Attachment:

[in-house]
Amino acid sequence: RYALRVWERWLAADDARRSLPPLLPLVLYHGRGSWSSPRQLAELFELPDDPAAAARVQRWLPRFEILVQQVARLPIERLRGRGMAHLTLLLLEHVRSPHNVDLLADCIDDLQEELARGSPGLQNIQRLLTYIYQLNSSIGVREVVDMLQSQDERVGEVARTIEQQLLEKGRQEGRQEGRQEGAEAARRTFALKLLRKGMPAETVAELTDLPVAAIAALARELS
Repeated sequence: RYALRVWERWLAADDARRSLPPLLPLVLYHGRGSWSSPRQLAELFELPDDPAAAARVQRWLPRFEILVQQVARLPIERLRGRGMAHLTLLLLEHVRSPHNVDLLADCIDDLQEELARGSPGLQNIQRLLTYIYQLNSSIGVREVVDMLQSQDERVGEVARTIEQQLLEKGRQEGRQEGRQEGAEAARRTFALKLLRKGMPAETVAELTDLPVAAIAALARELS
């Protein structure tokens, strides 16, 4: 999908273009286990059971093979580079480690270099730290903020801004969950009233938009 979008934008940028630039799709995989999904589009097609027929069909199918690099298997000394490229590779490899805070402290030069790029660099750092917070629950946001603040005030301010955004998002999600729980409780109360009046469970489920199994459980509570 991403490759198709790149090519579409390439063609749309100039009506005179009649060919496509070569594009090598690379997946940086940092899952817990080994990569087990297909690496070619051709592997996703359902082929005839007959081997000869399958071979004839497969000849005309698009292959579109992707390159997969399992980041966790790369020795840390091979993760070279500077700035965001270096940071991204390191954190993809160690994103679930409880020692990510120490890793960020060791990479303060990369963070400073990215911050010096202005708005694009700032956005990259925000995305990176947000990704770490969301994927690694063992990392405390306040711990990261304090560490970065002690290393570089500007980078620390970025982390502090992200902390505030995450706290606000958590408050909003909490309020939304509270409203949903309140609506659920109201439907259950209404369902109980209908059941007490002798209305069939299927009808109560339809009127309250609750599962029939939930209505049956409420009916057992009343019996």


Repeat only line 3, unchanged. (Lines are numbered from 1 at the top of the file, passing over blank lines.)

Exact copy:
Repeated sequence: RYALRVWERWLAADDARRSLPPLLPLVLYHGRGSWSSPRQLAELFELPDDPAAAARVQRWLPRFEILVQQVARLPIERLRGRGMAHLTLLLLEHVRSPHNVDLLADCIDDLQEELARGSPGLQNIQRLLTYIYQLNSSIGVREVVDMLQSQDERVGEVARTIEQQLLEKGRQEGRQEGRQEGAEAARRTFALKLLRKGMPAETVAELTDLPVAAIAALARELS